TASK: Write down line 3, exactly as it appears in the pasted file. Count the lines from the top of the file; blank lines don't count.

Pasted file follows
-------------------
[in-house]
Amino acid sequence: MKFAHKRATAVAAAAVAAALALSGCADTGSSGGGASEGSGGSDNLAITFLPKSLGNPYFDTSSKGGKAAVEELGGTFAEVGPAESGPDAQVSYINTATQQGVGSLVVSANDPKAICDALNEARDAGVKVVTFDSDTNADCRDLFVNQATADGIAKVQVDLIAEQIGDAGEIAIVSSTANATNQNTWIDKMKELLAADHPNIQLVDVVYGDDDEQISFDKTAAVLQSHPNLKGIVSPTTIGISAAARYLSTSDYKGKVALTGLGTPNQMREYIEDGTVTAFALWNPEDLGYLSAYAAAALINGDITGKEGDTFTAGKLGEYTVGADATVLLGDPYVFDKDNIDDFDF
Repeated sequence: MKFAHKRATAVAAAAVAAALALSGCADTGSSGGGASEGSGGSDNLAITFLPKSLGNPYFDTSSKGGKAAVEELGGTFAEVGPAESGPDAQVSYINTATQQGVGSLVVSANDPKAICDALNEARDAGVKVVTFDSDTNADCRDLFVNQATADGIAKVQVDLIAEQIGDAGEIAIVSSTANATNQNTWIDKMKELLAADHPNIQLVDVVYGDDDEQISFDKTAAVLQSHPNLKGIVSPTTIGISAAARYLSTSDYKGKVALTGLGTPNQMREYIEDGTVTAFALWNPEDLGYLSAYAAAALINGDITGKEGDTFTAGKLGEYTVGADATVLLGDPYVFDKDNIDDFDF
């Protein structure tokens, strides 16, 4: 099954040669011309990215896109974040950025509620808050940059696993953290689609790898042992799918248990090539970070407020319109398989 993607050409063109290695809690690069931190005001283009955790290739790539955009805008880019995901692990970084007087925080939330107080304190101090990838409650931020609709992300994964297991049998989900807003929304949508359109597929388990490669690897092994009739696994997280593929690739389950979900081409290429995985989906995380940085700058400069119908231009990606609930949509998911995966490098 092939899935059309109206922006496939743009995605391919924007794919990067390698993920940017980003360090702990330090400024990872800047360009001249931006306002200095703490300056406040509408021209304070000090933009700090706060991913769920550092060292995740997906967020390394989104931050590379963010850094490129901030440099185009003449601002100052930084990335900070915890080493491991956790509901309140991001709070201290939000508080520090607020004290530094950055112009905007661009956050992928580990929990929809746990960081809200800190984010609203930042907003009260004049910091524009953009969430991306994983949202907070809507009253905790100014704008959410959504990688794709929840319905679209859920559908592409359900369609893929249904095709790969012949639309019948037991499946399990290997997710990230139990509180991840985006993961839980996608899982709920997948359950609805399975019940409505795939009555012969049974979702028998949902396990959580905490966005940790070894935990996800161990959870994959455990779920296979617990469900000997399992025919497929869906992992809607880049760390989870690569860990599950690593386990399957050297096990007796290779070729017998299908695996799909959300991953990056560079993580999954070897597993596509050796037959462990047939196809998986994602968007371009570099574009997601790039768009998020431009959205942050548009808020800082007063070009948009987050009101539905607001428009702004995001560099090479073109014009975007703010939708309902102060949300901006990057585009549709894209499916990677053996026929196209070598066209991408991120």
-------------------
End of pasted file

Repeated sequence: MKFAHKRATAVAAAAVAAALALSGCADTGSSGGGASEGSGGSDNLAITFLPKSLGNPYFDTSSKGGKAAVEELGGTFAEVGPAESGPDAQVSYINTATQQGVGSLVVSANDPKAICDALNEARDAGVKVVTFDSDTNADCRDLFVNQATADGIAKVQVDLIAEQIGDAGEIAIVSSTANATNQNTWIDKMKELLAADHPNIQLVDVVYGDDDEQISFDKTAAVLQSHPNLKGIVSPTTIGISAAARYLSTSDYKGKVALTGLGTPNQMREYIEDGTVTAFALWNPEDLGYLSAYAAAALINGDITGKEGDTFTAGKLGEYTVGADATVLLGDPYVFDKDNIDDFDF